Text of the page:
Anaheim Ducks Rant Week: When Can We Get Off the Roller Coaster?

ANAHEIM, CA - APRIL 5: Hampus Lindholm #47, Korbinian Holzer #5, Jakob Silfverberg #33, and Sam Steel #34 of the Anaheim Ducks celebrate a third period goal during the game against the Los Angeles Kings on April 5, 2019 at Honda Center in Anaheim, California. (Photo by Debora Robinson/NHLI via Getty Images)
ANAHEIM, CA - APRIL 5: Hampus Lindholm #47, Korbinian Holzer #5, Jakob Silfverberg #33, and Sam Steel #34 of the Anaheim Ducks celebrate a third period goal during the game against the Los Angeles Kings on April 5, 2019 at Honda Center in Anaheim, California. (Photo by Debora Robinson/NHLI via Getty Images) /

The Anaheim Ducks 2018-19 season has been a roller coaster, but if given the choice, would you get back on?

Last season, when the Anaheim Ducks were swept by the San Jose Sharks in the Conference Quarter-Finals, I wrote an article detailing my journey through the 5 Stages of Grief. After coming to acceptance with an early exit, I had every hope in the world that the 2018-19 season would be vastly different. Technically, I was right, but in all the wrong ways.

I was a little skeptical when Bob Murray chose Isac Lundestrom in the first round of the 2018 NHL Entry Draft. He seemed like a safe choice, with little upside. However, after seeing how he, as well as the rest of the prospects,  played during the rookie tournament, I allowed myself to set my hopes even higher.

The thought that Randy Carlyle would be back for another season left me slightly puzzled. Still, I had high hopes. He helped an injured Ducks team push their way to the playoffs when they really had no business being there. Promises from Bob Murray that a new, and relevant, speed driven system was going to be instituted as well as an opportunity for the Ducklings really helped their case.

With the nostalgia surrounding the 25th Anniversary season, including a sleek third jersey, there was nothing that made me think that the Anaheim Ducks wouldn’t pull off another miracle and make it to the playoffs. I knew they’d struggle, they always seem to have trouble getting things off the ground in the first half of the season, just to make an impressive push in the second half.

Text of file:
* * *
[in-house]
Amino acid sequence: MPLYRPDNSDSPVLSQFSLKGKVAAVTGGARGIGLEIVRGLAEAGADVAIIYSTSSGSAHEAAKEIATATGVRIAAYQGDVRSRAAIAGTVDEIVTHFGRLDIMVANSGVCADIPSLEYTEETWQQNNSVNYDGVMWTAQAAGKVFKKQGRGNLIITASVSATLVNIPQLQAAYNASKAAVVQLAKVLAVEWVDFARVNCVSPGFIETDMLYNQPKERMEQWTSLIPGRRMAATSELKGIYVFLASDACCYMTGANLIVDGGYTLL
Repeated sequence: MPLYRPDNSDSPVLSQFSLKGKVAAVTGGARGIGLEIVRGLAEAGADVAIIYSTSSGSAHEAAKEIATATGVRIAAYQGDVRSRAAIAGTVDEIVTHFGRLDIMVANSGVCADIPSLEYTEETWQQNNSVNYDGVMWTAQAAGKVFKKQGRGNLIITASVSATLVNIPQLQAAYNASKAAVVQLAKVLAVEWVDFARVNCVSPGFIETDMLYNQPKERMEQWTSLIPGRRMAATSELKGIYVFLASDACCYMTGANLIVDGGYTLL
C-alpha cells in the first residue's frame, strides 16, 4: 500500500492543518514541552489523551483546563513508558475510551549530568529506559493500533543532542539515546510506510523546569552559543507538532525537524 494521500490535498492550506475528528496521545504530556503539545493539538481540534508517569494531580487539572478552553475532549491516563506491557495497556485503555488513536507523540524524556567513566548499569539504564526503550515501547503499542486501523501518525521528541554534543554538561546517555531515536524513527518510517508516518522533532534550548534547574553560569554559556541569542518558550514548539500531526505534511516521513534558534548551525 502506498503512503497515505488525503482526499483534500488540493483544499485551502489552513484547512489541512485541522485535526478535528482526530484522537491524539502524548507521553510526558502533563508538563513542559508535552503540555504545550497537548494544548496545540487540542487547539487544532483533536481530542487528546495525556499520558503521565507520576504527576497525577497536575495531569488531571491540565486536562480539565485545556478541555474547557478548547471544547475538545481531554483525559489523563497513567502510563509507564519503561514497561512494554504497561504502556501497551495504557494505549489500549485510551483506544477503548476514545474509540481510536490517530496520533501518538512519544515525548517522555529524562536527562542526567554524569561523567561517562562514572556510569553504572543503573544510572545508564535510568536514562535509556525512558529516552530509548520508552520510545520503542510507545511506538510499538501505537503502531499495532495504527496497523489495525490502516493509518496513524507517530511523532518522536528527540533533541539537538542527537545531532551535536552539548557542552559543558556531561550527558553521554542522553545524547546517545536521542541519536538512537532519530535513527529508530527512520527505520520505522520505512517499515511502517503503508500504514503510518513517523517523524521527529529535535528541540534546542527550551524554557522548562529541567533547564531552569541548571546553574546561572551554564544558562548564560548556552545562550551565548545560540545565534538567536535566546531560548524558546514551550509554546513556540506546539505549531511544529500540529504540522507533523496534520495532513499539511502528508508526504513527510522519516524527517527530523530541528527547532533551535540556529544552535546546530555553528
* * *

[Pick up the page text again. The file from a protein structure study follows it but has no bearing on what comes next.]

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John Gibson, Adam Henrique, Ondrej Kase, Brandon Montour, and eventually, Nick Ritchie, were all signed to contract extensions. Troy Terry, Max Comtois, Sam Steel, and the surprising Kiefer Sherwood all seemed like a possibility on opening night. A few acquisitions in Free Agency were puzzling, but, I welcomed new faces with open arms.

My dad, too, had confidence in the Anaheim Ducks. He’s always been a fan of hockey, but never committed to a team. So, we made a bet. If the Anaheim Ducks made it the playoffs, he would finally become a Ducks fan after years of me trying to convince him. However, if they missed the playoffs, I had to interview someone of his choice (we all know how the season ended, so stay tuned to see if I keep my end of the bargain.)

This Season Has Been a Wild Ride

Then, the season started. The Anaheim Ducks traveled to the SAP Center to take on the San Jose Sharks. They defeated their cross-state foes 5-2. While a win was a great way to start off the season, I think it’s safe to say that each of us stared at our TV screens with puzzled looks on our faces, wondering how the Anaheim Ducks had just won that game.

It continued for two more games, the team won despite looking absolutely atrocious. Their mediocrity continued for the first few weeks, and then, mid-October, the suffered a 7 game losing streak. Things began to look up when they won 9/10 games during a stint in November, having an incredible road trip which included a win against one of the best teams in the league, the Tampa Bay Lightning, and a phenomenal comeback in the Capital against the defending Stanley Cup Champions, the Washington Capitals.